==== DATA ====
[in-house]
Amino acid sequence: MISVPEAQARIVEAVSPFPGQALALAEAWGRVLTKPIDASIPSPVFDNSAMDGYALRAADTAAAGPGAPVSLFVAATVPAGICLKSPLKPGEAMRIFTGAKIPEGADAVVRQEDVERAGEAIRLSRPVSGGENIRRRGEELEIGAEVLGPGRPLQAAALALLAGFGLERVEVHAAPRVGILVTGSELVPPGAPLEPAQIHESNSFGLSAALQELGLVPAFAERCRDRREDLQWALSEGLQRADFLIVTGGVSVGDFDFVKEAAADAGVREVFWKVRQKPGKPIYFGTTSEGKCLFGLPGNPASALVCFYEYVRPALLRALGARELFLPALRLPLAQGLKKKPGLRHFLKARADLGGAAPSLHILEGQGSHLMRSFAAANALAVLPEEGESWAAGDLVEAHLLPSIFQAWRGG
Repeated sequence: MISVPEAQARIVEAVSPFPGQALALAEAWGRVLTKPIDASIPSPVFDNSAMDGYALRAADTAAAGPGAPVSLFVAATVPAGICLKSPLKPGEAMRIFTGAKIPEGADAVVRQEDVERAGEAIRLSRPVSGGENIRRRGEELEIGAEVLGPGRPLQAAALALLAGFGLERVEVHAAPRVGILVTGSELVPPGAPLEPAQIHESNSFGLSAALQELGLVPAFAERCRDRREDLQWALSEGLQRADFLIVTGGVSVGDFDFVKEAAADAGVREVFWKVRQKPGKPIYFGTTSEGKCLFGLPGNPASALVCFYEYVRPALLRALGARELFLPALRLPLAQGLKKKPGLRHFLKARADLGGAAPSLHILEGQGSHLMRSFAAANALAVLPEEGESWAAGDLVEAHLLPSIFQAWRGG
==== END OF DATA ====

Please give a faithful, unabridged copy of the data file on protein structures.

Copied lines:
[in-house]
Amino acid sequence: MISVPEAQARIVEAVSPFPGQALALAEAWGRVLTKPIDASIPSPVFDNSAMDGYALRAADTAAAGPGAPVSLFVAATVPAGICLKSPLKPGEAMRIFTGAKIPEGADAVVRQEDVERAGEAIRLSRPVSGGENIRRRGEELEIGAEVLGPGRPLQAAALALLAGFGLERVEVHAAPRVGILVTGSELVPPGAPLEPAQIHESNSFGLSAALQELGLVPAFAERCRDRREDLQWALSEGLQRADFLIVTGGVSVGDFDFVKEAAADAGVREVFWKVRQKPGKPIYFGTTSEGKCLFGLPGNPASALVCFYEYVRPALLRALGARELFLPALRLPLAQGLKKKPGLRHFLKARADLGGAAPSLHILEGQGSHLMRSFAAANALAVLPEEGESWAAGDLVEAHLLPSIFQAWRGG
Repeated sequence: MISVPEAQARIVEAVSPFPGQALALAEAWGRVLTKPIDASIPSPVFDNSAMDGYALRAADTAAAGPGAPVSLFVAATVPAGICLKSPLKPGEAMRIFTGAKIPEGADAVVRQEDVERAGEAIRLSRPVSGGENIRRRGEELEIGAEVLGPGRPLQAAALALLAGFGLERVEVHAAPRVGILVTGSELVPPGAPLEPAQIHESNSFGLSAALQELGLVPAFAERCRDRREDLQWALSEGLQRADFLIVTGGVSVGDFDFVKEAAADAGVREVFWKVRQKPGKPIYFGTTSEGKCLFGLPGNPASALVCFYEYVRPALLRALGARELFLPALRLPLAQGLKKKPGLRHFLKARADLGGAAPSLHILEGQGSHLMRSFAAANALAVLPEEGESWAAGDLVEAHLLPSIFQAWRGG